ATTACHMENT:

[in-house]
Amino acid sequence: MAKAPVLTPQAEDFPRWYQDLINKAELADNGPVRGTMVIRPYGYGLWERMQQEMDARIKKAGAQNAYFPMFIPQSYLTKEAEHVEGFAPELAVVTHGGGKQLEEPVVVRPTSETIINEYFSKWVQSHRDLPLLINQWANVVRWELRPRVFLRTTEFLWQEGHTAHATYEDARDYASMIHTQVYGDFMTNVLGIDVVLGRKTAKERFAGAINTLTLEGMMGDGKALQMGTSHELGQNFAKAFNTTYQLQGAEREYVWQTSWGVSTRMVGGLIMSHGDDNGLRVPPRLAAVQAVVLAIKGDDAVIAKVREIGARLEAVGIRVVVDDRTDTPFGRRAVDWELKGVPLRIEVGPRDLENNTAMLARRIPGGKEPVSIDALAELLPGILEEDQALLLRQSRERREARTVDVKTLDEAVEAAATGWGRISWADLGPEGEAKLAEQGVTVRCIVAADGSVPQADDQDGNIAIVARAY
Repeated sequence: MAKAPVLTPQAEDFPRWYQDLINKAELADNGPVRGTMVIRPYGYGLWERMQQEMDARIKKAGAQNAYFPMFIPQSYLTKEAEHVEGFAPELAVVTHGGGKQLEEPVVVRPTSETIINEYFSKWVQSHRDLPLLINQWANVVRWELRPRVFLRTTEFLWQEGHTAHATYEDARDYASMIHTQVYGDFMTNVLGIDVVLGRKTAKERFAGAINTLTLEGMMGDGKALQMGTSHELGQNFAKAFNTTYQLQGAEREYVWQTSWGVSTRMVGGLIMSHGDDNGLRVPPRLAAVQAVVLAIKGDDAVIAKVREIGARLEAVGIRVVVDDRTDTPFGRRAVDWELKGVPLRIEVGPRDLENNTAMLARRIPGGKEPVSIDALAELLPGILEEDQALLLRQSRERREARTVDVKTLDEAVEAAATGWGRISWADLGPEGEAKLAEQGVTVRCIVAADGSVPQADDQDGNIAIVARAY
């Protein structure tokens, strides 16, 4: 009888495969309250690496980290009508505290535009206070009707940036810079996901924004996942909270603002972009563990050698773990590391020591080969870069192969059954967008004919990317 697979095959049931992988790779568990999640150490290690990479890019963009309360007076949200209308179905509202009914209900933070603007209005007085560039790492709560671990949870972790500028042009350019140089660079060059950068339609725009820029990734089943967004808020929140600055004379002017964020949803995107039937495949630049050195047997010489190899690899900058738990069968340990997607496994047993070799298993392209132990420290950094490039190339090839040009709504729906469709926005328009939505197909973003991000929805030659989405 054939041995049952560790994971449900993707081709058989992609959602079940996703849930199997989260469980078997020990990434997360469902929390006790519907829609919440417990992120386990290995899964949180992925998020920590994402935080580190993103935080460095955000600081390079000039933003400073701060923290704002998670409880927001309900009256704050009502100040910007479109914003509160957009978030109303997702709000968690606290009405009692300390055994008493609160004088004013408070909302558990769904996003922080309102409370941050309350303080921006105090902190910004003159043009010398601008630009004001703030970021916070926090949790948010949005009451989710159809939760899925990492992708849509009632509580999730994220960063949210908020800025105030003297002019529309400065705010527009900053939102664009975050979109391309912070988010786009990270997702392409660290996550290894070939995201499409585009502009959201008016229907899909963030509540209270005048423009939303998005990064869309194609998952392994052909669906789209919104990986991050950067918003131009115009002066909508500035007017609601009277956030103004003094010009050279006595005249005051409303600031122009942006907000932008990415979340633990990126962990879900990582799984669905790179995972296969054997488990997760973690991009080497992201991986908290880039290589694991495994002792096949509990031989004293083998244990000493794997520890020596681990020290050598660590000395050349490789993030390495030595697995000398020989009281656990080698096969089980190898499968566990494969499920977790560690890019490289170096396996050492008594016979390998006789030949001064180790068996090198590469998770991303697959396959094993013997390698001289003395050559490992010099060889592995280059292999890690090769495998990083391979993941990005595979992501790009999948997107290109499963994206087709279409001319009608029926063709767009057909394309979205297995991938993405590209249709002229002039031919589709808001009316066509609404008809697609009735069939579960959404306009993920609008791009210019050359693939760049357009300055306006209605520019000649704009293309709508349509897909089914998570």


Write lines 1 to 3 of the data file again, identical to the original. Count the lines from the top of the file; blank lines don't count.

[in-house]
Amino acid sequence: MAKAPVLTPQAEDFPRWYQDLINKAELADNGPVRGTMVIRPYGYGLWERMQQEMDARIKKAGAQNAYFPMFIPQSYLTKEAEHVEGFAPELAVVTHGGGKQLEEPVVVRPTSETIINEYFSKWVQSHRDLPLLINQWANVVRWELRPRVFLRTTEFLWQEGHTAHATYEDARDYASMIHTQVYGDFMTNVLGIDVVLGRKTAKERFAGAINTLTLEGMMGDGKALQMGTSHELGQNFAKAFNTTYQLQGAEREYVWQTSWGVSTRMVGGLIMSHGDDNGLRVPPRLAAVQAVVLAIKGDDAVIAKVREIGARLEAVGIRVVVDDRTDTPFGRRAVDWELKGVPLRIEVGPRDLENNTAMLARRIPGGKEPVSIDALAELLPGILEEDQALLLRQSRERREARTVDVKTLDEAVEAAATGWGRISWADLGPEGEAKLAEQGVTVRCIVAADGSVPQADDQDGNIAIVARAY
Repeated sequence: MAKAPVLTPQAEDFPRWYQDLINKAELADNGPVRGTMVIRPYGYGLWERMQQEMDARIKKAGAQNAYFPMFIPQSYLTKEAEHVEGFAPELAVVTHGGGKQLEEPVVVRPTSETIINEYFSKWVQSHRDLPLLINQWANVVRWELRPRVFLRTTEFLWQEGHTAHATYEDARDYASMIHTQVYGDFMTNVLGIDVVLGRKTAKERFAGAINTLTLEGMMGDGKALQMGTSHELGQNFAKAFNTTYQLQGAEREYVWQTSWGVSTRMVGGLIMSHGDDNGLRVPPRLAAVQAVVLAIKGDDAVIAKVREIGARLEAVGIRVVVDDRTDTPFGRRAVDWELKGVPLRIEVGPRDLENNTAMLARRIPGGKEPVSIDALAELLPGILEEDQALLLRQSRERREARTVDVKTLDEAVEAAATGWGRISWADLGPEGEAKLAEQGVTVRCIVAADGSVPQADDQDGNIAIVARAY